ONE of the shining lights of a program to attract indigenous Territory men and women back to cattle station life has won a major leadership award.
Stewart Foster, 22, has been named inaugural winner of the Alward Foster Memorial Emerging Indigenous Pastoral Leader Award.
He was presented with the award by Northern Territory Primary Industry Minister Ken Vowles at the NT Cattlemen's Association annual conference in Darwin last week. Stewart took part in the Pastoral Real Jobs Program, which is supported by the cattlemen's association, the Central Land Council and National Indigenous Pastoral Enterprises.
He worked at Manbulloo Station near Katherine and Auvergne near Timber Creek before becoming leading hand at Morstone Downs near Camooweal. Morstone Downs managers Ian and Kerrie Fletcher said Stewart was an independent man and a "great role model for the younger generation”.
"He balances his family responsibilities, culture and working in a non-indigenous environment very well and without hassle,” Mr Fletcher said.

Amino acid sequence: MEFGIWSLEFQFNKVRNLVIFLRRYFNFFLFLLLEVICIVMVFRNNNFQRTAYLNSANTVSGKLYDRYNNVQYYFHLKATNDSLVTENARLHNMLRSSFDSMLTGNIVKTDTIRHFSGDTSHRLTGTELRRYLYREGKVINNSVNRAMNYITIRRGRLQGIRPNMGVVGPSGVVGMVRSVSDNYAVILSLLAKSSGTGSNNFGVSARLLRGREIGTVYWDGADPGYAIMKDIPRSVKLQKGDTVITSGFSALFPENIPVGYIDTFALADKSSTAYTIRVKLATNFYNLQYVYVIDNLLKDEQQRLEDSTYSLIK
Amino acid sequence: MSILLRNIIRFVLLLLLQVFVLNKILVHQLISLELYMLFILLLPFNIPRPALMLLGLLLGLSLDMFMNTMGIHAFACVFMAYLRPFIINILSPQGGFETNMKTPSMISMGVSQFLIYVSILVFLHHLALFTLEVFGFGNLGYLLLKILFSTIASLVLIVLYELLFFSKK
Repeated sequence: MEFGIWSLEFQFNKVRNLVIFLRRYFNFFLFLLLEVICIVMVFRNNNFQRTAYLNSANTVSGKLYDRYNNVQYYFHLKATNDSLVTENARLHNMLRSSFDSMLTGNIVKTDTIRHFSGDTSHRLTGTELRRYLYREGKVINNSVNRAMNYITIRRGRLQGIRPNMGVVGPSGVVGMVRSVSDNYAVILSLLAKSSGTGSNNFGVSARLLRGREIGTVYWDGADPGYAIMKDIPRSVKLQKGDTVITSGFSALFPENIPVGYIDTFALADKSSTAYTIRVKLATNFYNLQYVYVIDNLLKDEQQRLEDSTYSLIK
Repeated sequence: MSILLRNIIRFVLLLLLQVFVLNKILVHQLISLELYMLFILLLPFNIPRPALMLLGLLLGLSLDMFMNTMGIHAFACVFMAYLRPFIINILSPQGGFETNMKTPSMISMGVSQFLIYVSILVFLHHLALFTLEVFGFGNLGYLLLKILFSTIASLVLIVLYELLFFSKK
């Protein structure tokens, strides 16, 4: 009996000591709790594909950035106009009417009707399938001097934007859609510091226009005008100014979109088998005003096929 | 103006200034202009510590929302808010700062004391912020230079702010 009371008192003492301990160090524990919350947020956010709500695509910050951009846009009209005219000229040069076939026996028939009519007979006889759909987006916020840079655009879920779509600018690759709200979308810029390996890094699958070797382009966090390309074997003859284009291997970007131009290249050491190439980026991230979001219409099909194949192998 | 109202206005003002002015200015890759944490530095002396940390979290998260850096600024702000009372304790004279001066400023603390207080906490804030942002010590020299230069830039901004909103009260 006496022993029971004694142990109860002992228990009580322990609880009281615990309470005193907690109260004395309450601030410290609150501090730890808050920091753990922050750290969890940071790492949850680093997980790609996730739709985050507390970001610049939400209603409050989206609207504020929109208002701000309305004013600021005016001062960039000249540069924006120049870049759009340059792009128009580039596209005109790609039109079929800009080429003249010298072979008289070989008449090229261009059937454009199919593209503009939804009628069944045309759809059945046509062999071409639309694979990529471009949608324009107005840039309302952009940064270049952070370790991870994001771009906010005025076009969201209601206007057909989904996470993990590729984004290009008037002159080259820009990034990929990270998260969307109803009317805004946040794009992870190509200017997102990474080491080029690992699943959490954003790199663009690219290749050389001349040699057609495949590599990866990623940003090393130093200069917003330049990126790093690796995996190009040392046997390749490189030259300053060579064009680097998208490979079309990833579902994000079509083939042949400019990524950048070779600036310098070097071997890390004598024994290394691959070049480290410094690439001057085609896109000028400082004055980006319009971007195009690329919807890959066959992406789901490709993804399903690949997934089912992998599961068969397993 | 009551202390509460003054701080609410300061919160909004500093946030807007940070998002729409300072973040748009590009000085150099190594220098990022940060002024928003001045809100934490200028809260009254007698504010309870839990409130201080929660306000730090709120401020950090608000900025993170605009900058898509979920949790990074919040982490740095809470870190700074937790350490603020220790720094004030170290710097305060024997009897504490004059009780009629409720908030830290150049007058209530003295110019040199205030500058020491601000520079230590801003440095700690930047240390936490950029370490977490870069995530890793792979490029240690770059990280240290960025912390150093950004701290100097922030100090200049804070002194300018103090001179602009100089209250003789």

"He has been known to take on a few young fellas that follow him on his journey and, without realising it, he mentors and supports them.
"Sometimes it works out, sometimes it doesn't. Stewart acknowledges this and continues on his journey.”
Mr Fletcher described him as a "bright, talented gentlemen with a great work ethic”.
"He has become what the Real Jobs Program is intended for,” he said.
Stewart recently gained a Certificate III in Agriculture and is now starting Certificate IV.
"He is constantly open to learning new skills and developing himself.”
NTCA chief executive Tracey Hayes said they were delighted a role model such as Stewart was the first winner of this award.
"Indigenous people played a key role in opening the Northern Territory to pastoralists and we want to attract more Aboriginal stockmen and women back to the industry,” she said.
"Pastoralists are keen to play their part in combating indigenous disadvantage.”
The award is named after the late Alward Foster, who joined the NTCA's Pastoral Real Jobs Program as an employee on Newry Station on the West Australian border.
He later became a full-time NTCA staff member.
His job was to train, mentor and support young indigenous people in the Real Jobs Program and Indonesian students from the NTCA Indonesian Australia Pastoral Program. Alward was a natural born leader, who once went to Canberra and showed then Prime Minister Julia Gillard how to crack a stockwhip.
The award recognises a young indigenous leader with the attributes of the Aboriginal stockmen and women who contributed so much to building the cattle industry in the Territory.
Rural Weekly will interview Stewart in coming weeks.
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